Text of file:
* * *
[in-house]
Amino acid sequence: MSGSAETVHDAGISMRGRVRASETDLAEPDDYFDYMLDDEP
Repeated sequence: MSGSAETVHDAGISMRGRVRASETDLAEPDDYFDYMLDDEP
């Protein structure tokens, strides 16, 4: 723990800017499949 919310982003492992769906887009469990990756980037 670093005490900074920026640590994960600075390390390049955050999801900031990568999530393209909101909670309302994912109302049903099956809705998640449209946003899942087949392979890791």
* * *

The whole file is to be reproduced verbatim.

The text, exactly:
[in-house]
Amino acid sequence: MSGSAETVHDAGISMRGRVRASETDLAEPDDYFDYMLDDEP
Repeated sequence: MSGSAETVHDAGISMRGRVRASETDLAEPDDYFDYMLDDEP
């Protein structure tokens, strides 16, 4: 723990800017499949 919310982003492992769906887009469990990756980037 670093005490900074920026640590994960600075390390390049955050999801900031990568999530393209909101909670309302994912109302049903099956809705998640449209946003899942087949392979890791």